Mountain Road Trail Progresses

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April showers slowed early work on construction of the multi-use bike and walker trail along the north side of Mountain Road, but when the weather cleared, initial markings, excavation, grading, and even some concrete pouring progressed well. (Most of the trail will be asphalt.) Without unexpected delays, more schoolkids may be able to ride or walk to the middle and intermediary schools in the fall. Perhaps a few more parents will walk with their primary students to Spaulding School.

Photo by Lester Smith
One of the Spazzarini crews is at work grading for the new trail that is being constucted along Mountain Road. This scene is just east of the first intersection with Plantation Drive, where the trail will be five feet wide and concrete. Most of the trail will be ten feet wide and made of asphalt.

As the trail progresses, one or two teams of Spazzarini construction excavators, bulldozers, narrow road rollers, etc., have been working to regrade next to the highway and prepare for the trail pavement. Police have been controlling periods of alternating traffic and shorter periods of full closure, as so much of the work involves equipment moving on the highway.

Two statements in the Observer’s April report on the trail need clarification or correction. The drawings this writer referred to included an older layout of the stretch in front of the police station, without a trail connection between Spaulding School and the existing sidewalk in front of homes on the south side of Mountain Road. That omission was corrected in other drawings to include the planned new sidewalk along that stretch, where concrete has now already been poured.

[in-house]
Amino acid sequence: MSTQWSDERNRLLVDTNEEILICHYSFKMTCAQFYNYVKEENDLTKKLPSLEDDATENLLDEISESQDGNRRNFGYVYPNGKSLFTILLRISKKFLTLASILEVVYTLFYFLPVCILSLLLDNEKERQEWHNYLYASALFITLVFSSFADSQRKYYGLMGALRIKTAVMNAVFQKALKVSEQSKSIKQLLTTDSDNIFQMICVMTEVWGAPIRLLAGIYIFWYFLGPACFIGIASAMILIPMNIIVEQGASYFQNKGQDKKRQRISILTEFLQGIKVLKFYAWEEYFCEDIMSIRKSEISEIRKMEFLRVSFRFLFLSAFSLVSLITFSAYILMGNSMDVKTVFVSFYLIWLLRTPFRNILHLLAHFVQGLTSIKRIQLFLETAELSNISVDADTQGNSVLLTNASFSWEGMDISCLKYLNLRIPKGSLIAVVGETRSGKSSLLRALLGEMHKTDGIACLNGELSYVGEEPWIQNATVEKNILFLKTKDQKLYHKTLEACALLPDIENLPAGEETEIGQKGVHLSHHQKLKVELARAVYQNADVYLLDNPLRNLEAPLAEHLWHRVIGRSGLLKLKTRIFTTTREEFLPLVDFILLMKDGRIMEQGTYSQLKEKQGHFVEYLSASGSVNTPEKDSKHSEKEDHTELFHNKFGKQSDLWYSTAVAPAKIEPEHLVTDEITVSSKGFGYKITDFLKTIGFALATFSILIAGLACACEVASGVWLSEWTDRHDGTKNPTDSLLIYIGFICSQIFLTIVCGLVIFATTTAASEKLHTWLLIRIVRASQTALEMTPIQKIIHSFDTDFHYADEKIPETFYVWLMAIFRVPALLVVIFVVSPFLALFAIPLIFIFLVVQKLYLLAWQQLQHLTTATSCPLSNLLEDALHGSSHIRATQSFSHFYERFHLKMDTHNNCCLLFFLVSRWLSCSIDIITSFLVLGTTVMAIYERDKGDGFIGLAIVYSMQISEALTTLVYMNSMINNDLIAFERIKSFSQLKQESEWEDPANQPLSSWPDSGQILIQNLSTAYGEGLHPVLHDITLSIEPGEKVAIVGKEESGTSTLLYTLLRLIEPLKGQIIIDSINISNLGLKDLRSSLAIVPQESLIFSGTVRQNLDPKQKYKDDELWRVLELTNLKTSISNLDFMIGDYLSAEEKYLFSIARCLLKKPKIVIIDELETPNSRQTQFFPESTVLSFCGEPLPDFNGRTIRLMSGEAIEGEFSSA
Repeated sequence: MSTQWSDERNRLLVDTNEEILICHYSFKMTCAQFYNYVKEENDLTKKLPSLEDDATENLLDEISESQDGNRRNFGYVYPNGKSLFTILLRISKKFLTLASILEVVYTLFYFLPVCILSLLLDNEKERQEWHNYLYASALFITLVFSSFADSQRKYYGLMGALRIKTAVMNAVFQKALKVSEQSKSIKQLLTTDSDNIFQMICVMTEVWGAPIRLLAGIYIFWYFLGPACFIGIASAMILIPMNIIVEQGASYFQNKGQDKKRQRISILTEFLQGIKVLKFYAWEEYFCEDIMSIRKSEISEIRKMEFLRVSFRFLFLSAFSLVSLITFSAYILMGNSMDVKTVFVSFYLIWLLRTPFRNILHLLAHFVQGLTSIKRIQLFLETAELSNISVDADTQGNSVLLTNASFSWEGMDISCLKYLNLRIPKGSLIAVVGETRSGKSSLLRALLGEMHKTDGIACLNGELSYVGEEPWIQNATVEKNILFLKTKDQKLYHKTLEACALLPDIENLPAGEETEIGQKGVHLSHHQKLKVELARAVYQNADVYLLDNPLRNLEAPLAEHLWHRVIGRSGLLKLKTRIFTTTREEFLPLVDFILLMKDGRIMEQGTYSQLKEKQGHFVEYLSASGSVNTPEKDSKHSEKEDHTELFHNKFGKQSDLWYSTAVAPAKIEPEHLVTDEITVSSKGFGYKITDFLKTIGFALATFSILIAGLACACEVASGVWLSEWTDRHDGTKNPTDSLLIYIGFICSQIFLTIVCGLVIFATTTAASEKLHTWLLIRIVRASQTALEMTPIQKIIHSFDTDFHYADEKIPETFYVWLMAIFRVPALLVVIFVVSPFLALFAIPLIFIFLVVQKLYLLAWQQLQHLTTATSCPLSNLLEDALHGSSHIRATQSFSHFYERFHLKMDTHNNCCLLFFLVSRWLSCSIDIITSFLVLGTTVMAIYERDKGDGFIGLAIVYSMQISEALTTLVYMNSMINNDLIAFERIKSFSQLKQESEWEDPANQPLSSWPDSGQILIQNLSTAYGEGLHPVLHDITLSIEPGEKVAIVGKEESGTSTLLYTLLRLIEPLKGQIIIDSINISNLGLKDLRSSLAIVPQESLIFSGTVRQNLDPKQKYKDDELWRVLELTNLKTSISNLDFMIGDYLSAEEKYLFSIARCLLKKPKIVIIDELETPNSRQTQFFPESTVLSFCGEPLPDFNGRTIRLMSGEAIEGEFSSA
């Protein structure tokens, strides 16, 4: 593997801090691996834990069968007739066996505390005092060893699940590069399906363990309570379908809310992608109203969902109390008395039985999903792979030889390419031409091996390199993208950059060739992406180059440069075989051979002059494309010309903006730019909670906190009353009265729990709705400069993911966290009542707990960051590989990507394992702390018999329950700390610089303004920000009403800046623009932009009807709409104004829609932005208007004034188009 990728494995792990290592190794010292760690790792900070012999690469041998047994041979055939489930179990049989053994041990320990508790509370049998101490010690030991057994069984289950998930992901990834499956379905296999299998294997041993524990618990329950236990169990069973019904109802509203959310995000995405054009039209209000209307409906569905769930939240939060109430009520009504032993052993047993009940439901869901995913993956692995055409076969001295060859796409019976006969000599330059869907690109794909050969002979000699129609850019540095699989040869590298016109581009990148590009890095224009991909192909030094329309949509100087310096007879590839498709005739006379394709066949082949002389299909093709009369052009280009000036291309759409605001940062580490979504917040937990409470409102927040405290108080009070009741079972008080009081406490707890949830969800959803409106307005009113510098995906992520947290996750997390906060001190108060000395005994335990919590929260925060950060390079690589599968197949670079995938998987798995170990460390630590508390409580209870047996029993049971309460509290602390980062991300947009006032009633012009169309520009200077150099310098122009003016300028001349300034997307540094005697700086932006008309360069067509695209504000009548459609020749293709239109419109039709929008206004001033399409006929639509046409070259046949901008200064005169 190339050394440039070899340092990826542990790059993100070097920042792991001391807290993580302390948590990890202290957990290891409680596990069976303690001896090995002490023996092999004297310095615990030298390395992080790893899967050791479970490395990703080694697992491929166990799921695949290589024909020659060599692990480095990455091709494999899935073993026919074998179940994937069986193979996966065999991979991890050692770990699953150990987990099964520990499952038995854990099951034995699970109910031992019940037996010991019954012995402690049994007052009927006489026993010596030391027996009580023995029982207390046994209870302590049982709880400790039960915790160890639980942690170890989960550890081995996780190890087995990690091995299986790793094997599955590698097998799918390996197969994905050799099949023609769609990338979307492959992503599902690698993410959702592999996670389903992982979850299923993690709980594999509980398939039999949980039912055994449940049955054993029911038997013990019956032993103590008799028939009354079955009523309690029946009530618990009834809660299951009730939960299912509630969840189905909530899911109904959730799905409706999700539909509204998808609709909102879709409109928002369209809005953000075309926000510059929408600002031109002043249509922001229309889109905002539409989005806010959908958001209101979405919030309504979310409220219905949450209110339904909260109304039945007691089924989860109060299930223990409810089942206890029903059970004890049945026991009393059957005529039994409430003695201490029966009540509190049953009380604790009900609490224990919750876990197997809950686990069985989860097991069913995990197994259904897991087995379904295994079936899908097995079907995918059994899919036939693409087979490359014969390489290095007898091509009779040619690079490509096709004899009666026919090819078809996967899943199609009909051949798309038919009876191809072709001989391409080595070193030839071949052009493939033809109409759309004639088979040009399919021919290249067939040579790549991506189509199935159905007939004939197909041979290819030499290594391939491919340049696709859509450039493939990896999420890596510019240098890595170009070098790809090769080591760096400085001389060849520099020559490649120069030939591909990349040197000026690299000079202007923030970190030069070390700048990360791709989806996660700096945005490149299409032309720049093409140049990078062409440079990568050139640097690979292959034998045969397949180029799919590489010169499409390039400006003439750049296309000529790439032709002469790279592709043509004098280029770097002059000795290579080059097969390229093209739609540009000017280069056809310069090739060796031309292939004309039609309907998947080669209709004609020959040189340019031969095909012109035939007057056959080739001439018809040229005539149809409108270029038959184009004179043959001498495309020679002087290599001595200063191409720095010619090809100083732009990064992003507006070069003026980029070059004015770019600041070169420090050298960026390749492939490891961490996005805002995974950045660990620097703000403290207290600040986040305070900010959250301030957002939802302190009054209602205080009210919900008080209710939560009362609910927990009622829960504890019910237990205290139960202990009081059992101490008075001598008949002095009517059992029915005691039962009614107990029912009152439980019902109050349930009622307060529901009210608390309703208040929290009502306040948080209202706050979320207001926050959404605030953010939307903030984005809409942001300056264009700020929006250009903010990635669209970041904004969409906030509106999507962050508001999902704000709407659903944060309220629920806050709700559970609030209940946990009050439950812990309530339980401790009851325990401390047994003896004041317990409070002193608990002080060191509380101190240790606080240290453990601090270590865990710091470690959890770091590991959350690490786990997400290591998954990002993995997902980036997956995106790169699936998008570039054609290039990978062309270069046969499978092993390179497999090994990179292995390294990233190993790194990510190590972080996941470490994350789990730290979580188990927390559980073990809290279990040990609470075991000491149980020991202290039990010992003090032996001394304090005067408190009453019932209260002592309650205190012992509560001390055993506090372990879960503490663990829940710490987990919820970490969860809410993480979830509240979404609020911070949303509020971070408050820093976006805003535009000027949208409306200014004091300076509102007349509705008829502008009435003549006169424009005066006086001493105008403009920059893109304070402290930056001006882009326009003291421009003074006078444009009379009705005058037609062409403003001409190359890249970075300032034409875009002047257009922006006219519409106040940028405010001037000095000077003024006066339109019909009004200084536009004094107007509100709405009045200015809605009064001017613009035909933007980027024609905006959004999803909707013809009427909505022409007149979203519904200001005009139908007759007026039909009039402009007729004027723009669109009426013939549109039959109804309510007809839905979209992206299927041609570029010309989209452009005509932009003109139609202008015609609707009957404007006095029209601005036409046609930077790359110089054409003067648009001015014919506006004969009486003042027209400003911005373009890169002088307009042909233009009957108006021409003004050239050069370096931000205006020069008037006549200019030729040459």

The other statement concerned the planned three-rail wooden fence. That is to be installed only in several limited regions, and only on the north side of the trail.

In a recent discussion, Town Engineer Karen Isherwood mentioned that some landowners along the trail were concerned that they might have the responsibility to clear snow from the trail, which involves long stretches in some cases.

Isherwood explained that, because of the way in which this project was initiated and financed, that obligation falls to the Town, not the property owners. The highway crew or a town contractor will have that task.

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